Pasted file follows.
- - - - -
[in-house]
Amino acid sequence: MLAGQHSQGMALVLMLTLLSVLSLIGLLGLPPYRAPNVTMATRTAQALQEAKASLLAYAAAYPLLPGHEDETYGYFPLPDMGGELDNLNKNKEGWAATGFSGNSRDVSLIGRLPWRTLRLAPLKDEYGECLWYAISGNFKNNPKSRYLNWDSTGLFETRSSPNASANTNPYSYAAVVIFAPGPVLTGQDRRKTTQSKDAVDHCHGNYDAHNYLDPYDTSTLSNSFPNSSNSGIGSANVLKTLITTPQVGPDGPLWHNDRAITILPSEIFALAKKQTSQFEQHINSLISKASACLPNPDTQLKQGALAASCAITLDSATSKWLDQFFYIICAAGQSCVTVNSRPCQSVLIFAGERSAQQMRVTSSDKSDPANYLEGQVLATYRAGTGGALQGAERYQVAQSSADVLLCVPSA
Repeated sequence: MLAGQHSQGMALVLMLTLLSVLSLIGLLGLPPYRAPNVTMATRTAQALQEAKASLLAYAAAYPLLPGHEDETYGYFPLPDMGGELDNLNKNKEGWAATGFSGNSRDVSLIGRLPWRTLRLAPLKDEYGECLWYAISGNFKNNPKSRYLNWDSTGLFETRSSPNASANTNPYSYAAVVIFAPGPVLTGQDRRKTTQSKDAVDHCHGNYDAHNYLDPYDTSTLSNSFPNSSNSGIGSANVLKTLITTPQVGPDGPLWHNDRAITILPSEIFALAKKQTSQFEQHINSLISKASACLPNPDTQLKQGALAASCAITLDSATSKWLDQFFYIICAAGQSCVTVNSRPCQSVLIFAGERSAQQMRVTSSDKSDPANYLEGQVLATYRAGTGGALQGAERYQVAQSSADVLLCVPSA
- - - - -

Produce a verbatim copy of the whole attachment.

[in-house]
Amino acid sequence: MLAGQHSQGMALVLMLTLLSVLSLIGLLGLPPYRAPNVTMATRTAQALQEAKASLLAYAAAYPLLPGHEDETYGYFPLPDMGGELDNLNKNKEGWAATGFSGNSRDVSLIGRLPWRTLRLAPLKDEYGECLWYAISGNFKNNPKSRYLNWDSTGLFETRSSPNASANTNPYSYAAVVIFAPGPVLTGQDRRKTTQSKDAVDHCHGNYDAHNYLDPYDTSTLSNSFPNSSNSGIGSANVLKTLITTPQVGPDGPLWHNDRAITILPSEIFALAKKQTSQFEQHINSLISKASACLPNPDTQLKQGALAASCAITLDSATSKWLDQFFYIICAAGQSCVTVNSRPCQSVLIFAGERSAQQMRVTSSDKSDPANYLEGQVLATYRAGTGGALQGAERYQVAQSSADVLLCVPSA
Repeated sequence: MLAGQHSQGMALVLMLTLLSVLSLIGLLGLPPYRAPNVTMATRTAQALQEAKASLLAYAAAYPLLPGHEDETYGYFPLPDMGGELDNLNKNKEGWAATGFSGNSRDVSLIGRLPWRTLRLAPLKDEYGECLWYAISGNFKNNPKSRYLNWDSTGLFETRSSPNASANTNPYSYAAVVIFAPGPVLTGQDRRKTTQSKDAVDHCHGNYDAHNYLDPYDTSTLSNSFPNSSNSGIGSANVLKTLITTPQVGPDGPLWHNDRAITILPSEIFALAKKQTSQFEQHINSLISKASACLPNPDTQLKQGALAASCAITLDSATSKWLDQFFYIICAAGQSCVTVNSRPCQSVLIFAGERSAQQMRVTSSDKSDPANYLEGQVLATYRAGTGGALQGAERYQVAQSSADVLLCVPSA